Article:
“Yes, sir. Come in ten-pound sacks.”
“One of those and a hammer. The shingles are loose on the ranch house’s roof.”
Continuing down his mental list of everything he needed, Tyler finally felt satisfied that he had everything. Feeling a bit uncomfortable under Mrs. Maple’s scrutiny, he paid for his goods, then took what was immediately available out to his buckboard. Fetching a deep sigh, he noted the women of the town still lingered around the front of the store.
He tried a smile. “Ladies.”
Several giggled, covering their lips with their hands as he stowed his belongings in the wagon. “Mr. Price?”
He turned, finding a young lady in a pink sunbonnet near his elbow, staring up at him as though she gazed at the Lord himself. She stuck out her hand for his shake. “I’m Marsha Taylor. It’s good to meet you.”
He tipped his hat. “The pleasure is all mine, Miss Taylor.”
Though she was pretty, as were most of these women who hoped to attract his attention, he noted not one could hold a candle to Miss Quinn. While she did not appear exactly cold toward him, nor did she appear welcoming, either, he recognized the stunned look in her eyes when she first set them on him.
Tyler knew his looks generated a great deal of comment and admiration from women. Having long since grown a thick skin when it came to that aspect of himself, he did his best to ignore it. He considered it just a part of him, like having two hands and two feet, and only when he was younger did his own handsomeness and women throwing themselves at him go to his head.
However, at times like these when having women crowd around him, staring, did he start to become annoyed. He and Mr. Maple were forced to carry his sacks of goods through a pack of females who did not seem inclined to give way. Finally, Mr. Maple had had enough, to Tyler’s amusement.
“Ladies,” the shopkeeper said, his voice carrying, “now unless you are planning to go inside and buy a trinket or a bolt of cloth from my wife, you are loitering in front of my store. Please move along.”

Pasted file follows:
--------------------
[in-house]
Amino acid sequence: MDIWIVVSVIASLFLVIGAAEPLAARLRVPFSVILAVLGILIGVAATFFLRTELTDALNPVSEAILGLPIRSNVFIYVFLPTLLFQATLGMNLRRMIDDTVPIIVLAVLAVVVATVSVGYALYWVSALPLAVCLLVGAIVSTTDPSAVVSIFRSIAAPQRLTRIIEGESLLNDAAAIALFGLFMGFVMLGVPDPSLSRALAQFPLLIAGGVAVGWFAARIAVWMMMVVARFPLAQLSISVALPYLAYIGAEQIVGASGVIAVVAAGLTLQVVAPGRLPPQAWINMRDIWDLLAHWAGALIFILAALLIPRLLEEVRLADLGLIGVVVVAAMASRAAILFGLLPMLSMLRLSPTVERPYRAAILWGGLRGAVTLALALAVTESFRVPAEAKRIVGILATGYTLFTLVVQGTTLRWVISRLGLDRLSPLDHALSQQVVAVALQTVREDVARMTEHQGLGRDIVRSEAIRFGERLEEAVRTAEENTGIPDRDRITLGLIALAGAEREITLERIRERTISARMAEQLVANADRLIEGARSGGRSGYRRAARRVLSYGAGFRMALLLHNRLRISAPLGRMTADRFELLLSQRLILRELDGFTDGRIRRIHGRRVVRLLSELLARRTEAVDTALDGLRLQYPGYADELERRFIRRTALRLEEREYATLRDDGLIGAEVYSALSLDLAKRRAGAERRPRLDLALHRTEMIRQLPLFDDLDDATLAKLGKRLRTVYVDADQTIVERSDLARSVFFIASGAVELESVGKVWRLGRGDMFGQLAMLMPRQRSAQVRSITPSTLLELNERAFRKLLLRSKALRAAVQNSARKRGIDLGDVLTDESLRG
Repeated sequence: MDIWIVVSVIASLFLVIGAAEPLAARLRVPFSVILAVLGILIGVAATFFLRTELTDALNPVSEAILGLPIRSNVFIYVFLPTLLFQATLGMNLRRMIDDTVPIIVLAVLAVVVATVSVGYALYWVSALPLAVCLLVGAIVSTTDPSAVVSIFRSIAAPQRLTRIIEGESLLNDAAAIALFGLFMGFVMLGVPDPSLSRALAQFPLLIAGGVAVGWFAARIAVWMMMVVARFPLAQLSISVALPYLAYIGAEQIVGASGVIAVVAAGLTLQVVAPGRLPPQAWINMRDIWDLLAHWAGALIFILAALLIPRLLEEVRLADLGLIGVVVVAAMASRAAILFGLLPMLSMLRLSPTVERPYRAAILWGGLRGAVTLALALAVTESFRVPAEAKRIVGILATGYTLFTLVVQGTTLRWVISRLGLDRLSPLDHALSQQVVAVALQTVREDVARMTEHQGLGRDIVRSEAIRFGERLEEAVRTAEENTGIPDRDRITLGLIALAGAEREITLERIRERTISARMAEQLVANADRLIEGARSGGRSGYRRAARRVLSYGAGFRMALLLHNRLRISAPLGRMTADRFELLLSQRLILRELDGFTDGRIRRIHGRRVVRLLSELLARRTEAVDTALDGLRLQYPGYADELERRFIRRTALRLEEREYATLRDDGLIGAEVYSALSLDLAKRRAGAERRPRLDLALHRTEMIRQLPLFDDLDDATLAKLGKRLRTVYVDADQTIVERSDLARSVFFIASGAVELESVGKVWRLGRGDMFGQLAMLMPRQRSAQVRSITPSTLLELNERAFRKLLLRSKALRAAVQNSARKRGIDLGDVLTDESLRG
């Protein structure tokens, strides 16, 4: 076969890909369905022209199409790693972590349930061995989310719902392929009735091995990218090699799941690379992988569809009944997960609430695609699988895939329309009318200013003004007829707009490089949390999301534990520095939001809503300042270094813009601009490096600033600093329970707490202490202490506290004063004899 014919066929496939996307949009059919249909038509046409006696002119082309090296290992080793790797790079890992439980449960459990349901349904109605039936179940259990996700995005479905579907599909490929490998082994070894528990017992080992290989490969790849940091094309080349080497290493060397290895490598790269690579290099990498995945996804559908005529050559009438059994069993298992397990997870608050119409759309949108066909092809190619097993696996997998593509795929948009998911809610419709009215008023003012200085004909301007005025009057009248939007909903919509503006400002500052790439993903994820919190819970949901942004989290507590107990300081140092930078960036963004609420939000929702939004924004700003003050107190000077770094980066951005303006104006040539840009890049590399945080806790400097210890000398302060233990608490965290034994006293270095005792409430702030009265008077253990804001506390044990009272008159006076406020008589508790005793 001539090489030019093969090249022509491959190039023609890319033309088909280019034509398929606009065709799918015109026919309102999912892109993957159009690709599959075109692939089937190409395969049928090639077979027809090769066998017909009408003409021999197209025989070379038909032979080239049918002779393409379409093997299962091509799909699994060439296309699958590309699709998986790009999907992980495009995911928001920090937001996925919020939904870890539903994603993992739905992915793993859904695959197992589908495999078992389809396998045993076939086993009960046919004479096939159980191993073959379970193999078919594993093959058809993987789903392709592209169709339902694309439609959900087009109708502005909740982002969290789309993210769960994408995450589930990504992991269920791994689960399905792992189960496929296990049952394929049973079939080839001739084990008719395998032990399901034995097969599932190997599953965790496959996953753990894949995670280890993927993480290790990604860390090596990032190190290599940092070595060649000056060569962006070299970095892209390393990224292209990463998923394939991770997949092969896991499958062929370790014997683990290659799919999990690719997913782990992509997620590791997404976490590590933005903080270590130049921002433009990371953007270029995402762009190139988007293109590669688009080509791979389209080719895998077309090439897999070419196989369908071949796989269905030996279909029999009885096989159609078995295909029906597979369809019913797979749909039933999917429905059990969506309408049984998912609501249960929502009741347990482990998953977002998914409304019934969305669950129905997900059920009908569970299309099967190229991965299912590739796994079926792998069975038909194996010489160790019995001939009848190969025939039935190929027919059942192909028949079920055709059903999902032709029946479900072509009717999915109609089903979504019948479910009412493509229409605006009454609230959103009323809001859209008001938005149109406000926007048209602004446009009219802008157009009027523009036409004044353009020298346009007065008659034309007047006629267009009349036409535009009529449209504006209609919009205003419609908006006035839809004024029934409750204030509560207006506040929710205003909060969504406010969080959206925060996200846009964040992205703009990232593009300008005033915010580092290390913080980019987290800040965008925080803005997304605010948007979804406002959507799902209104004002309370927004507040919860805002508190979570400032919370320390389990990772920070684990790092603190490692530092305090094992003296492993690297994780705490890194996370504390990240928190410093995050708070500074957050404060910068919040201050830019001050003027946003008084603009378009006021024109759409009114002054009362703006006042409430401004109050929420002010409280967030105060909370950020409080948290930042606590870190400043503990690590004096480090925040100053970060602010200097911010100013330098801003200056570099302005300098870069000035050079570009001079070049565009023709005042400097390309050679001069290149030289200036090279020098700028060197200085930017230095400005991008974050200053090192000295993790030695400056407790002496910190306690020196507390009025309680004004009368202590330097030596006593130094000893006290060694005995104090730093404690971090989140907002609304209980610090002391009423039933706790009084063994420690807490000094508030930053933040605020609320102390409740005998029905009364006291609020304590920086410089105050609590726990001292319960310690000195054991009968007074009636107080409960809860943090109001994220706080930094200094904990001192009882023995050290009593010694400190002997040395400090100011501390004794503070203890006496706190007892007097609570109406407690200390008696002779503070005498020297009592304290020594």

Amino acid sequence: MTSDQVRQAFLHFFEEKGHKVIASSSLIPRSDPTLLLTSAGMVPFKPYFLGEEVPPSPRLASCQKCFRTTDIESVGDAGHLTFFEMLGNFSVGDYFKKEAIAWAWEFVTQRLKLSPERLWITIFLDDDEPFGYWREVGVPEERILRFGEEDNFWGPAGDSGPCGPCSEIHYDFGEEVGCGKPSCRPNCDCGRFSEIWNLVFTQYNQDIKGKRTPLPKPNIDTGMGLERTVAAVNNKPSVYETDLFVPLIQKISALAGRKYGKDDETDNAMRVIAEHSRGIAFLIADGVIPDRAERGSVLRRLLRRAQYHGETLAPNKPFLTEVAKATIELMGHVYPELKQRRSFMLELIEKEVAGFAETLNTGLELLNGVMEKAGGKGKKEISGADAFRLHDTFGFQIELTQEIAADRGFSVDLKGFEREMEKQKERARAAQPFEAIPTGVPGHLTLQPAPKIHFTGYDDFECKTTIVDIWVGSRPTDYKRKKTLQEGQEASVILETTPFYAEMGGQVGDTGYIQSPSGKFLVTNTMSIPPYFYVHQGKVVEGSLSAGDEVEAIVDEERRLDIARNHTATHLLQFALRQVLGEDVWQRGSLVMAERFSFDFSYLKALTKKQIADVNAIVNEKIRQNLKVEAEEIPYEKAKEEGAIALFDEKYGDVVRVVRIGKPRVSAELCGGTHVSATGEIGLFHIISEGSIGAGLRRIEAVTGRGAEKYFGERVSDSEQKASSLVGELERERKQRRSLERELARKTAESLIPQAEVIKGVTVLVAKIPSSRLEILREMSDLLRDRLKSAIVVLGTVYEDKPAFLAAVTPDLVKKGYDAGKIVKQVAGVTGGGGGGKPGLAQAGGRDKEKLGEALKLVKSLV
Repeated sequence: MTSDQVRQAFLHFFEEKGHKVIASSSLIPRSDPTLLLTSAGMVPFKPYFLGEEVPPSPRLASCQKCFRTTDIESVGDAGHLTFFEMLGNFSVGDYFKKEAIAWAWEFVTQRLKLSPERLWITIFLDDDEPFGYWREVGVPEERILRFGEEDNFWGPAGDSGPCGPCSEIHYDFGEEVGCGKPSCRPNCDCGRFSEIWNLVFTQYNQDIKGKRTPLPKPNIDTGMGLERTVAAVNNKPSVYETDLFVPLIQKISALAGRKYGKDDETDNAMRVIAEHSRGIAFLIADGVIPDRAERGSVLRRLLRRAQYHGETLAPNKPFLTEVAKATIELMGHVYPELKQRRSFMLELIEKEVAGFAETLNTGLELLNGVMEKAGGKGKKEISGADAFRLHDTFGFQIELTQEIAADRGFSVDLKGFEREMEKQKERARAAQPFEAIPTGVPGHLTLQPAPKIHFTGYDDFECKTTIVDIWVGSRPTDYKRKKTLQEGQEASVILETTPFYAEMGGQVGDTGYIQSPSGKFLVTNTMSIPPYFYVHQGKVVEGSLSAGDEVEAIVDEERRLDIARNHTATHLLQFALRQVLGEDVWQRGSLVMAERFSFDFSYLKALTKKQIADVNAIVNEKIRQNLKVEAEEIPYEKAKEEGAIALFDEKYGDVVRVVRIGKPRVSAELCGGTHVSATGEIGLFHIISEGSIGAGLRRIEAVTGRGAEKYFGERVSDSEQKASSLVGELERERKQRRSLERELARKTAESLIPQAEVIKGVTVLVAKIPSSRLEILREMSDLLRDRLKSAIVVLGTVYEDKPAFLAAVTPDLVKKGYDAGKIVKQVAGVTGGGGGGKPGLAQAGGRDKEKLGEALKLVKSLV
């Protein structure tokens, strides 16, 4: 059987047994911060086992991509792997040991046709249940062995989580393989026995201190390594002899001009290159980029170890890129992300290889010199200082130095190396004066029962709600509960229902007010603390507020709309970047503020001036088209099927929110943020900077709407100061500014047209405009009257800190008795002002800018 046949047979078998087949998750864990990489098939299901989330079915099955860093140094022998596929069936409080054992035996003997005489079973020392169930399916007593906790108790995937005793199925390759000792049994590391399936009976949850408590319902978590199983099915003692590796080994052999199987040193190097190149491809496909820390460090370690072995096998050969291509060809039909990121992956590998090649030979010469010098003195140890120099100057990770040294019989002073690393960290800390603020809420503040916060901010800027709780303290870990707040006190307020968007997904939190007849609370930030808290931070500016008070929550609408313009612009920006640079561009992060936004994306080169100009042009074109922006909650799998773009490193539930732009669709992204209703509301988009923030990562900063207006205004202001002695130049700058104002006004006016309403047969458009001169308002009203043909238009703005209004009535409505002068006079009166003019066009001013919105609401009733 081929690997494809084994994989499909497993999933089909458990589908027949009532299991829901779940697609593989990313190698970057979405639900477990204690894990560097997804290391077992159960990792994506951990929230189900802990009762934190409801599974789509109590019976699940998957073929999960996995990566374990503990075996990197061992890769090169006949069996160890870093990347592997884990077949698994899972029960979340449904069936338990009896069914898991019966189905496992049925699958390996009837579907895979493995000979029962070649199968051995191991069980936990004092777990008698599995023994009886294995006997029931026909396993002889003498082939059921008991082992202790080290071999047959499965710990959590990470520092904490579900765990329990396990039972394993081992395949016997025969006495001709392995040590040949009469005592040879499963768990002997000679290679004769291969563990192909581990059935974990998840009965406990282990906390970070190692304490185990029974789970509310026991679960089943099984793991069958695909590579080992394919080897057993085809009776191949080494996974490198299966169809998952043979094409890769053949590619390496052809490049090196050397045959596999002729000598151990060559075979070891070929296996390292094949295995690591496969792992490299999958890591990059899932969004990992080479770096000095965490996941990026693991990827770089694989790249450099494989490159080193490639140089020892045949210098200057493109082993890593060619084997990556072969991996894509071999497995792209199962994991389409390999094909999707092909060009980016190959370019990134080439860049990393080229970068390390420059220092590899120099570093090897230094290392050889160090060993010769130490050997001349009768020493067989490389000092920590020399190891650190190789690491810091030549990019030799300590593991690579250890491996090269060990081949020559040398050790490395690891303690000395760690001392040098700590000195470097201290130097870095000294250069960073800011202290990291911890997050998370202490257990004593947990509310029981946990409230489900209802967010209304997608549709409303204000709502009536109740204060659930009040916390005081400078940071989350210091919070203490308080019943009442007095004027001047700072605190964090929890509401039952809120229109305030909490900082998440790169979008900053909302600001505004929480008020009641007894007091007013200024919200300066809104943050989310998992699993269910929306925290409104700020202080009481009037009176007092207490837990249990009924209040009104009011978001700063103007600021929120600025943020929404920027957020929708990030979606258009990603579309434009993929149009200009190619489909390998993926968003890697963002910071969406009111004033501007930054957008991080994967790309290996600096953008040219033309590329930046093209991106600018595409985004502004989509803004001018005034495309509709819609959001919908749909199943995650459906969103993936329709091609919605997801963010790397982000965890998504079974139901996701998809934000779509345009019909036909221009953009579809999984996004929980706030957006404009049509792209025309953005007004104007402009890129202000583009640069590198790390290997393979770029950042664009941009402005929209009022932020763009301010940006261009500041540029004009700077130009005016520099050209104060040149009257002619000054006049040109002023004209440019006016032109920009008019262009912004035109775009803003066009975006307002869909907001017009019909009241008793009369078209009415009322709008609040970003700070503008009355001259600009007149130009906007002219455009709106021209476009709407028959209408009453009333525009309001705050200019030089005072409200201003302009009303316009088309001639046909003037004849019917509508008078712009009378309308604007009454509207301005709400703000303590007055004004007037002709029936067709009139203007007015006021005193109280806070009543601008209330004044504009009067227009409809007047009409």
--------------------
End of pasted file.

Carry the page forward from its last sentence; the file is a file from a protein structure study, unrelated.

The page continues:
With disappointed mutters, the small crowd dispersed, smiling at him over their shoulders. They wandered back down the street, talking and laughing among themselves. Tyler shook his head. “Sorry about that.”
“Did you invite them?”
Tyler gazed at the heavyset Mr. Maple with brown hair and silver at his temples and grinned. “No, sir.”
“Then it’s not your fault. Come on, let’s get the rest of your supplies loaded.”
Under Mrs. Maple’s watchful eye, her chestnut hair also lined with tendrils of gray, Tyler carried sacks of his goods over his shoulder to toss into the buckboard. Wishing the delightful Miss Quinn would show herself again, Tyler was not so lucky in that regard. The Maples had informed him she had worked for them for the last year and a half, and they loved her as they would their own daughter.
“There you are, Mr. Price,” Mr. Maple said as they threw the last sack onto the pile.
The other man grinned as they shook hands. “Harold.”
“A right pleasure, Harold. Give my regards to your missus.”
“I will. And to Miss Quinn.”
Tyler climbed into the seat of the buckboard, picked up his reins, and released the hand brake. He eyed Harold sidelong. “Beautiful girl,” he said, his tone neutral.
“Might make a man a good wife,” Harold said, the grin still on his face, his hands in his pockets, “should a man be so inclined.”
“Good to know.”
Tyler touched his fingers to his hat brim in a quick salute. “Harold.”
Whistling through his teeth at the mules, he slapped their rumps with the reins. They started off down the dirt-packed main street at a quick trot, carrying him past the bank, the assayer’s office, the hotel – a huge white sprawling building. Yet, before he reached the end of town, heading toward his new home, a man on a rangy dun gelding blocked his path.
“Whoa,” Tyler called to the mules, reining them in. He recognized the star badge on the man’s leather vest. “Can I help you?”
The sheriff reined the horse around beside his seat, sticking out his hand. “Victor Barker, Mr. Price,” he said as Tyler accepted his hand to shake. “Thought to stop and introduce myself. Care for a beer before you head on back to your place?”
“Only if you’re buying.”
Turning the mule team around in the middle of the street, Tyler followed Sheriff Barker back down the street to the saloon. Reining them in, he jumped down from the buckboard’s high seat and tied the lead mule’s bridle to the post. Following Barker into the dim and cool saloon, he breathed in the odors of sawdust and beer, listening to the piano player pound out a song he didn’t recognize.
“Beer, please,” Barker called out as they crossed the dingy wood flooring.
Leading him to a table, Barker sat down and placed his hat on the stained wood planks. Tyler did the same as the barmaid brought them two foaming beers in tall mugs. The sheriff dropped a few coins into her hand and watched her return to the bar. After taking a long draught of his beer, Barker said, “It be a right hot day, Mr. Price.”
“Tyler. And yes it is. I hear it isn’t even as hot as it will get in these parts.”
“Call me Vic,” Barker went on, nodding his silver head. “Yes, sir, you came to one of the hottest regions in Texas.”
“Good thing I like the heat,” Tyler said, drinking his beer with gulps. “Bandera seems like a nice town. Good ranching community.”
“That it is.” Victor gave him a long look from rather piercing blue eyes. “Where do you hail from, Tyler?”